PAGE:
Wai Yeung Lam: Deformation Space of Circle Patterns ↓ William Thurston proposed regarding the map induced from two circle packings with the same tangency pattern as a discrete holomorphic function. A discrete analogue of the Riemann mapping is deduced from Koebe-Andreev-Thurston theorem. One question is how to extend this theory to Riemann surfaces and relate classical conformal structures to discrete conformal structures. Since circles are preserved under complex projective transformations, it is natural to consider circle packings on surfaces with complex projective structures. Kojima, Mizushima and Tan conjectured that for a given combinatorics the deformation space of circle packings is homeomorphic to the Teichmueller space. In this talk, we consider the space of infinite circle patterns parametrised by discrete harmonic functions with finite energy, as well as its projection to the universal Teichmueller space. (TCPL 201) |

15:00 - 15:25 | Coffee Break (TCPL Foyer) |

15:30 - 15:40 |
Joel Hass: High Quality Meshes for surfaces in $R^3$ ↓ Many computational algorithms in 3D require a mesh, or triangulation describing a surface, with high quality. Very small angles are problematic. I will describe an algorithm that efficiently creates a high quality mesh for surfaces in space. The algorithm gives guaranteed triangle angles between 35.2 and 101.5 degrees. Previous methods gave angles between 30 and 120 degrees. This is joint work with Maria Trnkova. The algorithm has been implemented and is available at gitlab.com/joelhass/midnormal.w (TCPL 201) |

15:40 - 15:50 |
Shu Liu: Wasserstein Gradient Flows and Hamiltonian Flows on the Generative Model ↓ In this talk, we introduce a series of sampling-friendly, optimization-free methods for computing high-dimensional gradient flows and Hamiltonian flows on the Wasserstein probability manifold by leveraging generative models from deep learning. Such methods project the corresponding probability flows to parameter space and obtain finite-dimensional ordinary differential equations (ODEs) which can be directly solved by using classical numerical methods. Furthermore, the computed generative models can efficiently generate samples from the probability flows via pushforward maps. (TCPL 201) |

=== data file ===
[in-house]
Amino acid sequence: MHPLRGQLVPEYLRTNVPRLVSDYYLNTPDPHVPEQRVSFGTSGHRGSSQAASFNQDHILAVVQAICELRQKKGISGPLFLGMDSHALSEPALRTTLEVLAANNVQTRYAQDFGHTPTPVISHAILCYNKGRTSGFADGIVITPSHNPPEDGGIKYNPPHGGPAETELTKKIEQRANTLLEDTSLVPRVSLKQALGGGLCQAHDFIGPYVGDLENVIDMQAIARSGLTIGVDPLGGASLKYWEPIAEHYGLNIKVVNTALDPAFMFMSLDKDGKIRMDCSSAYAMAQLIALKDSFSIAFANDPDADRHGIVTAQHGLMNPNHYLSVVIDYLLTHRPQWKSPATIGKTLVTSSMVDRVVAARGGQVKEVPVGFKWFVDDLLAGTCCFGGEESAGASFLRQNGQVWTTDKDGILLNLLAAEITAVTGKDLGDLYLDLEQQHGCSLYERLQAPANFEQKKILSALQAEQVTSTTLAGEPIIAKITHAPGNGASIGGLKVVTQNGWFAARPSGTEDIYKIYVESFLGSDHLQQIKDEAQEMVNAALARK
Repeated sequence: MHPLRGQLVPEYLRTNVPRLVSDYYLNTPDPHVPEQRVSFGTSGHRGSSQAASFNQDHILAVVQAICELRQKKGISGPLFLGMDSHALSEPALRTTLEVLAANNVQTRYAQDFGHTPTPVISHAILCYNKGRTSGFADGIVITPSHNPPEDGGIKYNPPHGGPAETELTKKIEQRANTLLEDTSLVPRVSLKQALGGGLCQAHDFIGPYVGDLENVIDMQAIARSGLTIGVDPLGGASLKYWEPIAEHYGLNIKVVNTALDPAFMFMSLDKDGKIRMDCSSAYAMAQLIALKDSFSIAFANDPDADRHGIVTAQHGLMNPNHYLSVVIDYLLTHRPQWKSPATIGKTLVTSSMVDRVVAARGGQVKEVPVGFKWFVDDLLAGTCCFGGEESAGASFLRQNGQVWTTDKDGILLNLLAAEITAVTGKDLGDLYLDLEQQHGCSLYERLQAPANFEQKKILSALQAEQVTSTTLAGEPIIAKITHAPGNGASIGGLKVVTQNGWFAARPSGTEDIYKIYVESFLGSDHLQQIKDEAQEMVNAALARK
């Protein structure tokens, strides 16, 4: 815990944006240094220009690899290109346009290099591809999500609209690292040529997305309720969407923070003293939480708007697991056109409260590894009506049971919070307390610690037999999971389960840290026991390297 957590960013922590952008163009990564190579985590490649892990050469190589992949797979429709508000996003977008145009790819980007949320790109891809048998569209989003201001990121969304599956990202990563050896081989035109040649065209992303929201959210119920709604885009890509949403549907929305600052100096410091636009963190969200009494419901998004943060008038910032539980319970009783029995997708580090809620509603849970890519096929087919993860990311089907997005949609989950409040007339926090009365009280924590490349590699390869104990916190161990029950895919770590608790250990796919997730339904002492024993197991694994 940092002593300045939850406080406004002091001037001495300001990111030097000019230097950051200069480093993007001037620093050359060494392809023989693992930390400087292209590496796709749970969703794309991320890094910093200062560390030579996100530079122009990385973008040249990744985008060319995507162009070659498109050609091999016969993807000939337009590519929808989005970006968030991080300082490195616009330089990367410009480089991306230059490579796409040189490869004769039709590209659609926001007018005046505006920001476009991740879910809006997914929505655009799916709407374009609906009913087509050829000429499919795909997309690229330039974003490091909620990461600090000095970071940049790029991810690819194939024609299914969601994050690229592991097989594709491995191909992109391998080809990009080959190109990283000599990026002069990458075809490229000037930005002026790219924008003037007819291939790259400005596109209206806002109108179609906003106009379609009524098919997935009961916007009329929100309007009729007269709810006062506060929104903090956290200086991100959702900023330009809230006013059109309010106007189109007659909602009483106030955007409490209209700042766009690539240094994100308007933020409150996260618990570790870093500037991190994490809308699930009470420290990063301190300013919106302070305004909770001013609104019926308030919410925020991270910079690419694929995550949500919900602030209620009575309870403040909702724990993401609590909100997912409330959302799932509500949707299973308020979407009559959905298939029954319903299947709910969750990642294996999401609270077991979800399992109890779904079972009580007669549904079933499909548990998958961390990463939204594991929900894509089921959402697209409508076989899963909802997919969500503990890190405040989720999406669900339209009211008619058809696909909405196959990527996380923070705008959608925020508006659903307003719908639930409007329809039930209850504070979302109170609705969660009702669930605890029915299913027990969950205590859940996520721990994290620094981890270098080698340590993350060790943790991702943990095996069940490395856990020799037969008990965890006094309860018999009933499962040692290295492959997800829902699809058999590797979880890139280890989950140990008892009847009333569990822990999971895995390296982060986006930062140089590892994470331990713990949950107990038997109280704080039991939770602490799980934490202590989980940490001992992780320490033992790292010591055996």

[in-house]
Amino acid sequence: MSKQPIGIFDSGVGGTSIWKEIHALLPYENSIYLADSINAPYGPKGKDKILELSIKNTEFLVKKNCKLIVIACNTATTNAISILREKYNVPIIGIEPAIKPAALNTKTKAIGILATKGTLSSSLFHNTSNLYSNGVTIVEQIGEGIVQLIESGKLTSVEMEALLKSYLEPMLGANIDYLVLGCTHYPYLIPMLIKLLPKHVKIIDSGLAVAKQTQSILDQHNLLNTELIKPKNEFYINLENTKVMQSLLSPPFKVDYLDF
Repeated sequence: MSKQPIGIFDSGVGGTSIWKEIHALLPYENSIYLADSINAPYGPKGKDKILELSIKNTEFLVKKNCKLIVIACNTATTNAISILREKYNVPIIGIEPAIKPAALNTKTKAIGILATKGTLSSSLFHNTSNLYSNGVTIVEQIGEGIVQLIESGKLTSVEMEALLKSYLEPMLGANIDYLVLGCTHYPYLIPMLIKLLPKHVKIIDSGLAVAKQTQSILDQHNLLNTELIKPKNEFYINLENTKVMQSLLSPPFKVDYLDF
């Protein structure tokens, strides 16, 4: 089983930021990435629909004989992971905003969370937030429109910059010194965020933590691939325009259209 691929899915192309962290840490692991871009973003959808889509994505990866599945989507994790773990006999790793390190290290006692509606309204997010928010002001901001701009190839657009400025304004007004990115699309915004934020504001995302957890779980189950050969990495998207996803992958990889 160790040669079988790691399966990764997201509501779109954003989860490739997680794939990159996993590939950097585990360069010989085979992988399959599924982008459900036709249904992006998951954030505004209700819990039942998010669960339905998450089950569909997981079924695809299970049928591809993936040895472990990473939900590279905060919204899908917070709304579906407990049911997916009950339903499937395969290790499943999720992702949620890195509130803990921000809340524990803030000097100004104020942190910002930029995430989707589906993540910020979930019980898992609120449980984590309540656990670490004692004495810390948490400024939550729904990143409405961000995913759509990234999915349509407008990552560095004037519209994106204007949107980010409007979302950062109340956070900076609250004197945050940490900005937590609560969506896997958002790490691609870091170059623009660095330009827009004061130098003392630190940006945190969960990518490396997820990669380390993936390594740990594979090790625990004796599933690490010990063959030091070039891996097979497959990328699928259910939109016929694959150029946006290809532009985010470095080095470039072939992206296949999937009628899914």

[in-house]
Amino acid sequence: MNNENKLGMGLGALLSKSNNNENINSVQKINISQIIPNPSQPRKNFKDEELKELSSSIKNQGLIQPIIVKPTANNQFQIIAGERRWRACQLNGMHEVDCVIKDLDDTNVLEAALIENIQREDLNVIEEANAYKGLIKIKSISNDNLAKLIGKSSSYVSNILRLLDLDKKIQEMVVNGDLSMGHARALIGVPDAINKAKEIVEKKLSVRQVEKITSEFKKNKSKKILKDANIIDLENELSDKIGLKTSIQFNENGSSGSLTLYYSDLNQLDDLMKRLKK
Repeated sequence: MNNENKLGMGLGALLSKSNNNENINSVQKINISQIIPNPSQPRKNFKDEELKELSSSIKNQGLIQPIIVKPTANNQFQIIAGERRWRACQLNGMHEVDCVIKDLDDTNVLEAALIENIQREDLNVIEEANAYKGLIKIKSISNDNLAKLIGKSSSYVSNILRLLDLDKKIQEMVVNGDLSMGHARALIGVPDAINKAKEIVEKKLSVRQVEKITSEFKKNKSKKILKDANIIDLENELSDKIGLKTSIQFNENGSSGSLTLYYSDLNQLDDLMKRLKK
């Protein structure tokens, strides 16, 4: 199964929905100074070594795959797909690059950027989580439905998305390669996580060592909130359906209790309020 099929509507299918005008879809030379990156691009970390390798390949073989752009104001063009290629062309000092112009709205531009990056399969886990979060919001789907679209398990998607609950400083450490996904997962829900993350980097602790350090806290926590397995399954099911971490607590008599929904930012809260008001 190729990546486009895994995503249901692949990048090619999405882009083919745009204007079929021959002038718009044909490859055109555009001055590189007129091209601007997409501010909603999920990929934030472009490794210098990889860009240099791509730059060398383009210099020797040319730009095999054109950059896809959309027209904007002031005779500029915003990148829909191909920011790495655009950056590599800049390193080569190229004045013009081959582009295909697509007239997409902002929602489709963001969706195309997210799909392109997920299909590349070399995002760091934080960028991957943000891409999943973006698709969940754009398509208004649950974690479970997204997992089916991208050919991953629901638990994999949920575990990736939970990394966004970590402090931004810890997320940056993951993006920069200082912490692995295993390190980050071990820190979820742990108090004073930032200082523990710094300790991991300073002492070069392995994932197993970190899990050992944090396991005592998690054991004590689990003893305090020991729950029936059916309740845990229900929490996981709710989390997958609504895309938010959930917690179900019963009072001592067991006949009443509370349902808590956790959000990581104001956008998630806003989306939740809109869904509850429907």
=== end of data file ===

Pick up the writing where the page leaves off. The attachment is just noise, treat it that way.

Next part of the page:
15:50 - 16:00 |
Cale Rankin: $C^{1,1}$ Regularity for Principal Agent Problems ↓ In this talk I discuss recent joint work with Robert McCann and Kelvin Shuangjian Zhang in which we prove the $C^{1,1}$ regularity for solutions of principal agent problems. Principal agent problems are a class of variational problems arising in economics with strong links to optimal transport. Our proof relies on some classical ideas in elliptic regularity theory, as well as more recent concepts from the regularity theory for optimal transport. (TCPL 201) |

16:00 - 16:10 | Yanyan Li: On Liouville theorems (TCPL 201) |

16:10 - 16:20 |
Yanwen Luo: Spaces of Geodesic Triangulations of Surfaces ↓ We will introduce the spaces of geodesic triangulations of surfaces and explain their connection with diffeomorphisms groups of surfaces and applications in graph morphing problems. (TCPL 201) |

16:20 - 16:30 |
Haomin Zhou: What is a Stochastic Hamiltonian Process on Graph? An Optimal Transport Answer ↓ We present a definition of stochastic Hamiltonian process on finite graph via its corresponding density dynamics in Wasserstein manifold. We demonstrate the existence of stochastic Hamiltonian process in many classical discrete problems, such as the optimal transport problem, Schr\"odinger equation and Schr\"odinger bridge problem (SBP). This is a joint work with Jianbo Cui (HK Poly) and Shu Liu (UCLA). (TCPL 201) |

16:30 - 18:00 | Discussion (TCPL 201) |

18:00 - 19:30 |
Dinner ↓ A buffet dinner is served daily between 5:30pm and 7:30pm in Vistas Dining Room, top floor of the Sally Borden Building. (Vistas Dining Room) |

Wednesday, August 2 | |
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07:00 - 09:00 |
Breakfast ↓ Breakfast is served daily between 7 and 9am in the Vistas Dining Room, the top floor of the Sally Borden Building. (Vistas Dining Room) |

09:00 - 09:45 | Patrice Koehl: Comparing Shapes Using Optimal Transport (TCPL 201) |

09:45 - 10:30 |
Changfeng Gui: Some Computational Questions Related to Beckner's Inequality in High Dimensions ↓ Beckner inequality is a higher dimensional counterpart of Moser-Trudinger-Onofri inequality on two dimensional sphere. We have obtained improved inequalities for axially symmetric functions with center of mass at the origin when the dimension $n=4, 6, 8$. Some computational questions remain for higher dimensions in order to extend our results. (TCPL 201) |

10:30 - 11:00 | Coffee Break (TCPL Foyer) |

11:00 - 11:45 |